St James’ Church, Chipping Campden *****


Charlie Bennett’s legacy lives on!

During his long tenure as Artistic Director of the Chipping Campden Music Festival he developed an impressive roster of visiting international artists, not least those renowned as exponents of his own beloved instrument, the piano. If you can attract the likes of Alfred Brendel and Elisabeth Leonskaja to this off-the-beaten-track Cotswolds village, then you ain’t doing too badly.

Now Charlie has retired, but the future is safe in the hands of Thomas Hull and Jessica May, and the visits of the world’s greatest pianists continue. It was my privilege to be present at the absorbing, life-enhancing recital given by Pierre-Laurent Aimard.

His was a programme stimulating both intellectually and emotionally, beginning with Bach’s B-flat Partita, maintaining a forward rhythmic flow whilst allowing all the neatly-turned ornamentation to tell. The tone of the magnificent Steinway instrument was perhaps too dense for optimum articulation, but Aimard managed to create a wonderful atmosphere of confiding intimacy.

Schoenberg developed his 12-note serial system in order to protect the textures and forms he loved so much from the sagging overloading of Wagnerian harmony, and in his Suite Op.25 he succeeded magnificently in these aims. Each movement has a baroque title, and Aimard’s insight characterised each one with clarity, wit and affection. My only quibble is at Schoenberg himself: how can you write a Musette without the drone bass your system precludes?

We moved from the cerebral to the sensual with a selection of Schubert Landler and Valses, delivered by Aimard with a subtlety of dynamics and phrasing, and, bringing a huge surprise to me, making a huge centrepiece of the traditional Grossvatertanz, which I never knew Schubert had set.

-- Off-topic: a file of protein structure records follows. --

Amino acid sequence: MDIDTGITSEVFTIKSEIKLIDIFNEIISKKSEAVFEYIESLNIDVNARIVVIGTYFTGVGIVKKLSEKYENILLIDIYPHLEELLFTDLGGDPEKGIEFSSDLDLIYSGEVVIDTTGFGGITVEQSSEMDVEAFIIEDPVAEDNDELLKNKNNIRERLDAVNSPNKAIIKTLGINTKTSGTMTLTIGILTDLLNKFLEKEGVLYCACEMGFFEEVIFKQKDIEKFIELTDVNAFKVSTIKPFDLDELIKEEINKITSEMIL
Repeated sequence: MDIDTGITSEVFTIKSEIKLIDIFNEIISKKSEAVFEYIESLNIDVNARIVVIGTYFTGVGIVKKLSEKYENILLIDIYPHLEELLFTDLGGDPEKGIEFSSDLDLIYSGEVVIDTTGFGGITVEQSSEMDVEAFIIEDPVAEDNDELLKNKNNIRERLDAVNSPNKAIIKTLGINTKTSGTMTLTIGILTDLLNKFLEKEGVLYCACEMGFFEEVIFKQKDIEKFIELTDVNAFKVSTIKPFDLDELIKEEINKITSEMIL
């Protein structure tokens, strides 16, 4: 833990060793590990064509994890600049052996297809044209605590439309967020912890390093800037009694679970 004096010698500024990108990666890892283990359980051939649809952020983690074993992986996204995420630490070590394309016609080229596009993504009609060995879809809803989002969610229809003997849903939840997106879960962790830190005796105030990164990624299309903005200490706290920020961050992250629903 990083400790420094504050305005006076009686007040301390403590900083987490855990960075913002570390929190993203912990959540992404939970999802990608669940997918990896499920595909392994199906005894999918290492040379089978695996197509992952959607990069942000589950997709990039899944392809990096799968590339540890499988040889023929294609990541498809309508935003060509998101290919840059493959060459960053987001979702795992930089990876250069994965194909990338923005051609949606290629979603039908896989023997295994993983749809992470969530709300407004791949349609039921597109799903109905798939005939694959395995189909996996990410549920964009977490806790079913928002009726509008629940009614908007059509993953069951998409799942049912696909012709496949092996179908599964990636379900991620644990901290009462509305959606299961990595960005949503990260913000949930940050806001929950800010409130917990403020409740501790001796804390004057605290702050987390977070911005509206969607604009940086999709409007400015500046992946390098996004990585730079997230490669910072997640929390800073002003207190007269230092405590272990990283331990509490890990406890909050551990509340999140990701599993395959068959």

And which of course provides the huge climax to the finale of Schumann’s ineffable Carnaval, with which Aimard concluded this memorable programme. This was an account not entirely accident-free (Aimard following the Alfred Cortot line of delving to the essence of the music instead of mere typewriting), but bursting with spontaneity and engagement in these charming evocations of Schumann’s friends and Commedia dell’Arte inspirations.

He made of the mysterious, austere “Sphinxes” something chilling along the way before moving on with an exhilarating sense of inevitability towards the proud finale.

I don’t like encores, and I so wished we could have finished with this. But the enthusiastic audience was implacable, and Aimard acquiesced with some more Schubert dances, ending with the most exquisite fade into the night.

Christopher Morley

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